From Riverside, California to Pawtucket, Rhode Island, fire departments across the United States have to put out a different kind of threat: cyberattacks. While most people may think hackers and other cybercriminals are focused on industries like tech and healthcare, public service departments, like fire departments, are being hit. Fire department cybersecurity is increasingly becoming an essential part of a station’s standard protocols. From cloud-based fire software to understanding the best technology to limit exposure, fire departments should become more aware of the role cybersecurity plays in their day-to-day operations.
Be Aware of Ransomware
There are many types of security breaches that can find their way into a fire department’s network system. These breaches include phishing, ransomware, trojan horses, and viruses. The most common and profitable for hackers is ransomware, which works by encrypting a victim’s hard drive, denying access to essential files, and demanding a ransom to decrypt data. This gives access back to the user; however, in some cases, this isn’t always done.
Municipal systems have been hit with ransomware attacks before, causing widespread outages that can halt many city services. This makes it even more important to understand that attacks can happen to anyone and end up costing thousands of dollars in one hit.
Phishing scammers use email or text messages to trick those on the receiving end to give them personal information. They may try to steal passwords, account numbers, or Social Security numbers. Phishing emails may even appear to come from a person or vendor the recipient knows and trusts. Scammers often create messages similar to what a bank, social networking site, or online payment website would send. When targeting fire departments, scammers may send emails that appear to come from mutual aid agencies or the federal government.
Ways Fire Department Can Create a Cyber Security Strategy
Fire departments, like any entity, can use simple strategies and fundamental steps to limit exposure to hackers and keep their information as safe as possible. Fire department cybersecurity training doesn’t have to be extensive, but it does have to look at cybersecurity through multiple lenses.
Here are some steps that fire departments can take to protect their network and information:
- Complex Passwords: Fire departments should train their employees to use different passwords for multiple accounts. These passwords should be changed every few months and contain a combination of upper- and lowercase letters, symbols, and numbers.
- IoT Devices: Be sure the fire department has a secure network infrastructure and that equipment calibration verification policies and processes are continuously reviewed and updated. Training for fire department employees should also be provided to users to ensure they’re aware of the risks of using an IoT device, such as a tablet, smartphone, or another wearable device.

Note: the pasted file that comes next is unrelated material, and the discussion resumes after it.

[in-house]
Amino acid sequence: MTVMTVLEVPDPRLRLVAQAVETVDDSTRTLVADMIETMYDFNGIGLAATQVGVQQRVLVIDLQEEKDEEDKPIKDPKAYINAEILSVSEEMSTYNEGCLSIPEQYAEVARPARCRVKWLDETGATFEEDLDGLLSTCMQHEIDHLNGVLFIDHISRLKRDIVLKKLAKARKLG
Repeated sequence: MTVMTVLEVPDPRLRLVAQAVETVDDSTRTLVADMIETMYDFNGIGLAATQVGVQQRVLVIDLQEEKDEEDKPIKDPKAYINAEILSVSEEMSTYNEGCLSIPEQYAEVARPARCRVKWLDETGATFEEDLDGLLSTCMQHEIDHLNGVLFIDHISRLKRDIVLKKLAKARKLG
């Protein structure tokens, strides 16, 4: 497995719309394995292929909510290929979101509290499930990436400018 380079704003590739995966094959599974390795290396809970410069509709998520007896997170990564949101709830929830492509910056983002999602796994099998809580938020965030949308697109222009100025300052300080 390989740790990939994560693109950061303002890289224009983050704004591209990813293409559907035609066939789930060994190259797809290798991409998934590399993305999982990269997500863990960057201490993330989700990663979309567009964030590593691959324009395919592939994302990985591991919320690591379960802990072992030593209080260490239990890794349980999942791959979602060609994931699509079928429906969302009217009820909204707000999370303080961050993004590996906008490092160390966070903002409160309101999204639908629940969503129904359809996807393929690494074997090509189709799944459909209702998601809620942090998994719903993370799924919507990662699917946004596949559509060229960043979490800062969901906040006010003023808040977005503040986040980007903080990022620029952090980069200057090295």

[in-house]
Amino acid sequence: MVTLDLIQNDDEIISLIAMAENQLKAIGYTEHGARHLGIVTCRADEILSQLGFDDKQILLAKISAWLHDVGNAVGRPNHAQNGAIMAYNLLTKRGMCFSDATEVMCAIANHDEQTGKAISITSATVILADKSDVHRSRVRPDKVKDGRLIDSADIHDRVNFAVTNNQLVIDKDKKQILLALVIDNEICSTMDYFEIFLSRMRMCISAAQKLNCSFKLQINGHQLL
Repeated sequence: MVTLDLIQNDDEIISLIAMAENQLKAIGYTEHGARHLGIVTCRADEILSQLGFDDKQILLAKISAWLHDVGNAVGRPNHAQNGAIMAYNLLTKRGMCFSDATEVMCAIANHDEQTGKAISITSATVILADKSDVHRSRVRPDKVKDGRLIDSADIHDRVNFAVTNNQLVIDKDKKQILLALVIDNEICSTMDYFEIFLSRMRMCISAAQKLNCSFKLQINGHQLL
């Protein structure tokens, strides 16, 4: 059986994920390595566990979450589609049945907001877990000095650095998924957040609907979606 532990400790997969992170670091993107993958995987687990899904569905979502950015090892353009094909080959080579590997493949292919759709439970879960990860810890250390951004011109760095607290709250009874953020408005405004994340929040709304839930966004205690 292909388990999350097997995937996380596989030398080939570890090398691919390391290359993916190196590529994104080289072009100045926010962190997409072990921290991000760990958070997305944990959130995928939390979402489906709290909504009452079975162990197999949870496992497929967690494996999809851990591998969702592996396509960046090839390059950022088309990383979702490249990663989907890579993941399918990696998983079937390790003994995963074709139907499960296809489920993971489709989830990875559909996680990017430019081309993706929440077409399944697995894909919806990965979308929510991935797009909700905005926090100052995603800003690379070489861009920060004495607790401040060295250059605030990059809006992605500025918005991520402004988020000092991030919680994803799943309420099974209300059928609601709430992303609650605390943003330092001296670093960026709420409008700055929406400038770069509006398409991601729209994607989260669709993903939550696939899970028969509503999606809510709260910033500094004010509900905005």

- Cloud-Based Systems: Using a cloud-based system eliminates the need to keep data on physical servers that are more prone to being hacked. This way, a fire department’s data and sensitive information will be backed up to the cloud and at a lesser risk of exposure to cybercriminals.
- Awareness is Key: Most data breaches can be attributed to human error, such as not locking a computer when done using it. A fire department’s team should be aware of common threats and the importance each person plays in keeping their department secure from cyber attacks.
- Protect Data and Services: Fire departments should use features like automated security updates and differentiate access to data and sensitive files. Fire department heads should limit user access within systems to only include information they need specifically to get the job done.
- Invest in Cyber Security Coverage: If fire department data is compromised or a breach occurs, first responders could be held responsible for that information being obtained by a hacker. Cybersecurity coverage should include coverage for defense costs and damages in the event of a lawsuit, payment for notification costs, and public relations efforts.
While not every cyber attack can be prevented, having a necessary foundation of awareness and coverage can help limit fire department cyber crimes and keep fire departments as protected as possible in the digital landscape.
About Provident Fire Plus
At Provident Fire Plus, we offer custom-tailored packages to best protect firefighters and volunteer firefighters. We understand the risks that emergency response teams are subjected to on a daily basis, and have worked to serve these dedicated professionals for over 87 years. For more information about our products and policies, we invite you to contact our experts today at (855) 201-8880.